"We believe using the name “Ravelympics” for a competition that involves an afghan marathon, scarf hockey and sweater triathlon, among others, tends to denigrate the true nature of the Olympic Games.  In a sense, it is disrespectful to our country’s finest athletes and fails to recognize or appreciate their hard work."

It's understandable that they would view using trademarks such as the Olympic symbols or calling one's business "the official training blah-blah for the Olympics" - people pay big bucks for that. But for the rest of us without corporate wallets, how do we enter into the Olympics?  Sure, one way is to buy stuff from the paid supporters. Another way is to hold your own microcosm of the big event through parties and competitions -- things that raise awareness and interest. This, in turn, tends to lead to buying the "stuff" of said paid supporters.  What used to be called the Ravelympics and the Knitting Olympics was a way of bringing people in to engage the sports on a new level, and even reaching an audience that might not otherwise support the Olympic team.  Basically, the USOC declared that they would rather have a smaller audience that only wants to watch and pay and drink, and leave the competition to the 'real' athletes only.  Because that's respectful.  Not inspiring people in their 'average joe' life to strive for excellence.  It's no longer even pretending to be about the solidarity of a nation.  And, sadly, this letter makes the Olympics feel just that much more like any other professional sport -- something on TV that I can just as well live without.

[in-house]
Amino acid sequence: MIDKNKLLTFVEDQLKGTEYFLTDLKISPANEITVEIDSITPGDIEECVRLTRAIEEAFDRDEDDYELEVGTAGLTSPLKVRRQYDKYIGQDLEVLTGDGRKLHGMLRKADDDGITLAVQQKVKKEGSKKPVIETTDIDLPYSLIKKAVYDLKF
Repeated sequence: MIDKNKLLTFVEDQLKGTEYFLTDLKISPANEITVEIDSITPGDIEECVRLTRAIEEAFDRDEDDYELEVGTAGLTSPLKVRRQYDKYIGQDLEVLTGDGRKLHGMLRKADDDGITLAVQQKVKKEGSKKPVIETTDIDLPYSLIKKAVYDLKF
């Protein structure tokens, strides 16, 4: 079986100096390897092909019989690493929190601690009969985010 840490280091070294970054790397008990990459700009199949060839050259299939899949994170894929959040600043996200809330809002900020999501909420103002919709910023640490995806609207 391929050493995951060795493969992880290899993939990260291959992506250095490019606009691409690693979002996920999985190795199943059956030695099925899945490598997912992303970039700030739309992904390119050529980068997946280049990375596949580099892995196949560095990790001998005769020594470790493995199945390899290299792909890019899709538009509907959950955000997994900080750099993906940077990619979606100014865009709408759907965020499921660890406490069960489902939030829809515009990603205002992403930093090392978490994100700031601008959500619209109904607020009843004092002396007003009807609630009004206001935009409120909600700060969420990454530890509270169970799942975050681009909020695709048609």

Post Script: I'm coming to the discussion a bit late. The Here's a link to the USOC's response to the uproar in the knitting community. It does not make me feel better about their initial statement.  The knitting community is still carrying on the competitions and events, but cannot call them "Olympic."  Meh.  What's the point, then?

Thursday, June 21, 2012

Lace blocking, my friend, it has been too long!

Happy Summer!

Here's my last FO of the spring : a bit of lace that's been about a year in the making!  

The Dover Castle Shawl is a great bit of lace and a nice knit; I'm glad I buckled down and finally finished it. 

Shawl Full


Shawl light

Shawl 1

Dover Castle 3

I even like the reverse.  I figure if I can walk around wearing this kerchief, I can just as well wear it wrong-side-out.  Maybe it's a little less recognizable or something, but it reminds me of the trend in clothing that puts the seams on the outside as a design element in the name of being more "rugged" or hip.  Not that I think I can wear this to a skate park and fool anyone, heheh.